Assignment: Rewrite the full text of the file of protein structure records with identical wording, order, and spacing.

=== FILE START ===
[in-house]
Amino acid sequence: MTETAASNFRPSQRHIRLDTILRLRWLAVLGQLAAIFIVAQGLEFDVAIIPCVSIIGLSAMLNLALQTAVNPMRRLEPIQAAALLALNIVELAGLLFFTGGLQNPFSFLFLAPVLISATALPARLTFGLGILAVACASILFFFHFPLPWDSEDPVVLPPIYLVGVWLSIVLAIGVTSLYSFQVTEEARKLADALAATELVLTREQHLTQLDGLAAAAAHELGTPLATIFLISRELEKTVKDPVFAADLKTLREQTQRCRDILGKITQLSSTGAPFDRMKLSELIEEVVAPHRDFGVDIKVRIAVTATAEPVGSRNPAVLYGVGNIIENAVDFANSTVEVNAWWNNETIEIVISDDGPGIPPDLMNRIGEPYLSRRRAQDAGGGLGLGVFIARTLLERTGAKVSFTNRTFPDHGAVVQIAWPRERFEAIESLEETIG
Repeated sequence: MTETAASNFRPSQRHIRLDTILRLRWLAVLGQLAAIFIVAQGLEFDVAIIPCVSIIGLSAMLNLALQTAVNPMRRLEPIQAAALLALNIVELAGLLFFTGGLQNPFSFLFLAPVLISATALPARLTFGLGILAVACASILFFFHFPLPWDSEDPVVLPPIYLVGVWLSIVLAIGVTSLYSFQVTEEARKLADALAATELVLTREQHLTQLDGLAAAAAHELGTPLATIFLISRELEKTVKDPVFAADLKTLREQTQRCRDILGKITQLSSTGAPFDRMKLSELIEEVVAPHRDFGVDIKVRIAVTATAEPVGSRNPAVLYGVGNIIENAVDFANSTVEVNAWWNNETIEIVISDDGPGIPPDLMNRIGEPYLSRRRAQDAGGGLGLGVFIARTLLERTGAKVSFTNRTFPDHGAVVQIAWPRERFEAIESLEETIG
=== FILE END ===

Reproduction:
[in-house]
Amino acid sequence: MTETAASNFRPSQRHIRLDTILRLRWLAVLGQLAAIFIVAQGLEFDVAIIPCVSIIGLSAMLNLALQTAVNPMRRLEPIQAAALLALNIVELAGLLFFTGGLQNPFSFLFLAPVLISATALPARLTFGLGILAVACASILFFFHFPLPWDSEDPVVLPPIYLVGVWLSIVLAIGVTSLYSFQVTEEARKLADALAATELVLTREQHLTQLDGLAAAAAHELGTPLATIFLISRELEKTVKDPVFAADLKTLREQTQRCRDILGKITQLSSTGAPFDRMKLSELIEEVVAPHRDFGVDIKVRIAVTATAEPVGSRNPAVLYGVGNIIENAVDFANSTVEVNAWWNNETIEIVISDDGPGIPPDLMNRIGEPYLSRRRAQDAGGGLGLGVFIARTLLERTGAKVSFTNRTFPDHGAVVQIAWPRERFEAIESLEETIG
Repeated sequence: MTETAASNFRPSQRHIRLDTILRLRWLAVLGQLAAIFIVAQGLEFDVAIIPCVSIIGLSAMLNLALQTAVNPMRRLEPIQAAALLALNIVELAGLLFFTGGLQNPFSFLFLAPVLISATALPARLTFGLGILAVACASILFFFHFPLPWDSEDPVVLPPIYLVGVWLSIVLAIGVTSLYSFQVTEEARKLADALAATELVLTREQHLTQLDGLAAAAAHELGTPLATIFLISRELEKTVKDPVFAADLKTLREQTQRCRDILGKITQLSSTGAPFDRMKLSELIEEVVAPHRDFGVDIKVRIAVTATAEPVGSRNPAVLYGVGNIIENAVDFANSTVEVNAWWNNETIEIVISDDGPGIPPDLMNRIGEPYLSRRRAQDAGGGLGLGVFIARTLLERTGAKVSFTNRTFPDHGAVVQIAWPRERFEAIESLEETIG